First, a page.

Lifesaving works of art
This textile may have been sewn into the jacket of an American military aviator during the Korean War (1950-53). It's an example of a "blood chit," an IOU for a soldier's life. The first military blood chits were used by the British in World War I in India, though the concept dates to the late 1700s. Still in use today in Afghanistan, blood chits enable pilots shot down over hostile territory to identify themselves and offer a reward for their safe return.
The blood chit shown here, measuring 10-1/2 by 13-1/2 inches, is made from wool felt. The text (in Korean and English) appears to be machine embroidered, and the United States and United Nations flags are appliquéd. It was not a government-issue item and so had no official value. It was one of many types made by townsfolk for sale to military personnel. These "theater made" items found their way into many aviators' jackets and escape kits. Today they are prized for their craftsmanship.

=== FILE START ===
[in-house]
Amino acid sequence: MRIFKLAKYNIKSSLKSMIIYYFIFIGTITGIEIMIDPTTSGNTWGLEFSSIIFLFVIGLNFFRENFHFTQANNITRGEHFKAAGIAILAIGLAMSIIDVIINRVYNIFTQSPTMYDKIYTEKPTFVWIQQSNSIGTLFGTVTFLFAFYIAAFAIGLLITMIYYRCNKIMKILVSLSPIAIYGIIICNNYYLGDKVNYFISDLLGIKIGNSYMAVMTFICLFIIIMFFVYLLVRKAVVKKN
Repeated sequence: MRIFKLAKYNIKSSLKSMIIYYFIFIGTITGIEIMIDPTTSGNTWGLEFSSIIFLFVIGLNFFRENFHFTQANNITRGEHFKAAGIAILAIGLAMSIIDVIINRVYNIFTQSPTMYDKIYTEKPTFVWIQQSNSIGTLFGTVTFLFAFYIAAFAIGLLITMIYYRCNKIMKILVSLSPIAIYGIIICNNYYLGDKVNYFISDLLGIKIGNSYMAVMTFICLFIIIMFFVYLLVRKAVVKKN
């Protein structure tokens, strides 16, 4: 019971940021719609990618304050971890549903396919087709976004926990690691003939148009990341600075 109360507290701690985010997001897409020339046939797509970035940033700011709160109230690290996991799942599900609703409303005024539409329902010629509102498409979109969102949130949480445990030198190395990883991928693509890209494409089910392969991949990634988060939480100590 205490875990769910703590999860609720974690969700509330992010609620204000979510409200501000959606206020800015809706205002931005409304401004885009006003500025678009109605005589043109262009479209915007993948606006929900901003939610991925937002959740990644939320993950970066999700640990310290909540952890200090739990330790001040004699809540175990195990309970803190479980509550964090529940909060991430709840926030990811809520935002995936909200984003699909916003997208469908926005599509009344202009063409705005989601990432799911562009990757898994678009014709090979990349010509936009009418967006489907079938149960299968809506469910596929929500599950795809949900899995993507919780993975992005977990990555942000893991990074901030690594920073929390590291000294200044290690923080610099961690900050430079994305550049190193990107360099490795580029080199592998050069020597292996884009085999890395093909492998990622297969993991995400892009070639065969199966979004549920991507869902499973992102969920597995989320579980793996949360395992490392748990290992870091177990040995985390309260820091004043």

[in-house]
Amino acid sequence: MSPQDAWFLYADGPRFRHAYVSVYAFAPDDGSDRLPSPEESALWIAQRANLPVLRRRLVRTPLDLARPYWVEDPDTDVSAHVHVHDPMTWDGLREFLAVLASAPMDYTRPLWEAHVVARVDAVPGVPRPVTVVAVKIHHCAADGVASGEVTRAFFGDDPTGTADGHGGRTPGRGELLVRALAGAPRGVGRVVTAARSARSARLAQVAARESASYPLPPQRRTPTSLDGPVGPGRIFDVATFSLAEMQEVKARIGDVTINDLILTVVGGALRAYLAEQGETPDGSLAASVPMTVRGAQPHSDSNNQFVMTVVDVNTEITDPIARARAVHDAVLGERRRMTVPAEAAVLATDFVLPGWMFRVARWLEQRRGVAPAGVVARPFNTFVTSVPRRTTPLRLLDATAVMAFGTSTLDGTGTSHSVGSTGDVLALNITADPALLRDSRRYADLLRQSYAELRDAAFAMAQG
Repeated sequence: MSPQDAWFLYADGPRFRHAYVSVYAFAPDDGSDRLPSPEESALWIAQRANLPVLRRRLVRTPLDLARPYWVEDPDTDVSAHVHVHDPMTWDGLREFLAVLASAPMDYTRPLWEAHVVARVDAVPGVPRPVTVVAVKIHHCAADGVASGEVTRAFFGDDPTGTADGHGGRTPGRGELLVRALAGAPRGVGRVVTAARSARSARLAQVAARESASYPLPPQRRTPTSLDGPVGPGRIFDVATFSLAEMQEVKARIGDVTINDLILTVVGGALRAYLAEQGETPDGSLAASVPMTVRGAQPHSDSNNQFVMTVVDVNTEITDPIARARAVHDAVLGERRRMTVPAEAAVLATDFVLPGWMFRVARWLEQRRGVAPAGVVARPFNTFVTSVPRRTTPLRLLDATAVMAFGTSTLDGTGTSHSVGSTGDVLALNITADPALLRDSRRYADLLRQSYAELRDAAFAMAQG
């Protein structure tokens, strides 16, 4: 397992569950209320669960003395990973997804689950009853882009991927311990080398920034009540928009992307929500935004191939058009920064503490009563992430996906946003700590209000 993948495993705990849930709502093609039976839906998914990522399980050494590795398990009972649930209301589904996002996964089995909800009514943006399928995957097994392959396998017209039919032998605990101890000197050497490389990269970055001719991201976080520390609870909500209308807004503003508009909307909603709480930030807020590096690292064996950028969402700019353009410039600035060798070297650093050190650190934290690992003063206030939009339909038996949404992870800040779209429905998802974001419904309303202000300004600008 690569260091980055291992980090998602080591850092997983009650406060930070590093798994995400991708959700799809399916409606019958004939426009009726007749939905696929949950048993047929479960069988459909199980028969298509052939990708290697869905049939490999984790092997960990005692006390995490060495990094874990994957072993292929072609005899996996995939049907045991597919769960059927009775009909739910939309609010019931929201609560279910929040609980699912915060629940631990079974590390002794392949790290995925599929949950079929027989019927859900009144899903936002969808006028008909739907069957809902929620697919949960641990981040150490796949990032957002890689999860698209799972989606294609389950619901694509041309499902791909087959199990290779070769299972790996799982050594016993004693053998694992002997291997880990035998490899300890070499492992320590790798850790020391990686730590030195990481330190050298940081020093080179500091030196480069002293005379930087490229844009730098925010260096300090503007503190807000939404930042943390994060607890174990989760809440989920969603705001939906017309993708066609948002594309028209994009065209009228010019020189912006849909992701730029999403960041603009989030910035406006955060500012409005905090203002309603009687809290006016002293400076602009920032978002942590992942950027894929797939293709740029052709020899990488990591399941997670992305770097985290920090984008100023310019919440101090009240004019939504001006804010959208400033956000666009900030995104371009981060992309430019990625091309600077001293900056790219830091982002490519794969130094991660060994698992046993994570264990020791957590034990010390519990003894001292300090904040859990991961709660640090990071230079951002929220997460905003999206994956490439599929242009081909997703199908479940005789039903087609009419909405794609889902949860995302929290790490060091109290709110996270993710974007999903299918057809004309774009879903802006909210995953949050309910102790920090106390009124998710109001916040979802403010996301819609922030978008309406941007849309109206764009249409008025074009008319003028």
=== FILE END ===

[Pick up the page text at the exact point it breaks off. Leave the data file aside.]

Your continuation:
This chit is one of 48 on display in "Fragile Hope: Lifesaving Textiles in a Time of War," an exhibit at the Design Museum at the University of California, Davis, until March 7.